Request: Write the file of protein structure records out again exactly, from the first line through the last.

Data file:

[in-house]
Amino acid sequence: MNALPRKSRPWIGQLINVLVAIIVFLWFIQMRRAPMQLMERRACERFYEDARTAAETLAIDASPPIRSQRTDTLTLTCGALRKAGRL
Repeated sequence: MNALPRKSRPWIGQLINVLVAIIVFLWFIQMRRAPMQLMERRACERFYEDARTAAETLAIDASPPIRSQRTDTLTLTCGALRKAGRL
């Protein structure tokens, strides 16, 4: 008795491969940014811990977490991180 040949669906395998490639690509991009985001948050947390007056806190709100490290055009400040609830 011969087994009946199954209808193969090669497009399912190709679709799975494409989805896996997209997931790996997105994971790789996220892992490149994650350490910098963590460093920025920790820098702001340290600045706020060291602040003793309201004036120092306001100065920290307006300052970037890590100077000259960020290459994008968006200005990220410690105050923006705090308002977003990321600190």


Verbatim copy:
[in-house]
Amino acid sequence: MNALPRKSRPWIGQLINVLVAIIVFLWFIQMRRAPMQLMERRACERFYEDARTAAETLAIDASPPIRSQRTDTLTLTCGALRKAGRL
Repeated sequence: MNALPRKSRPWIGQLINVLVAIIVFLWFIQMRRAPMQLMERRACERFYEDARTAAETLAIDASPPIRSQRTDTLTLTCGALRKAGRL
């Protein structure tokens, strides 16, 4: 008795491969940014811990977490991180 040949669906395998490639690509991009985001948050947390007056806190709100490290055009400040609830 011969087994009946199954209808193969090669497009399912190709679709799975494409989805896996997209997931790996997105994971790789996220892992490149994650350490910098963590460093920025920790820098702001340290600045706020060291602040003793309201004036120092306001100065920290307006300052970037890590100077000259960020290459994008968006200005990220410690105050923006705090308002977003990321600190």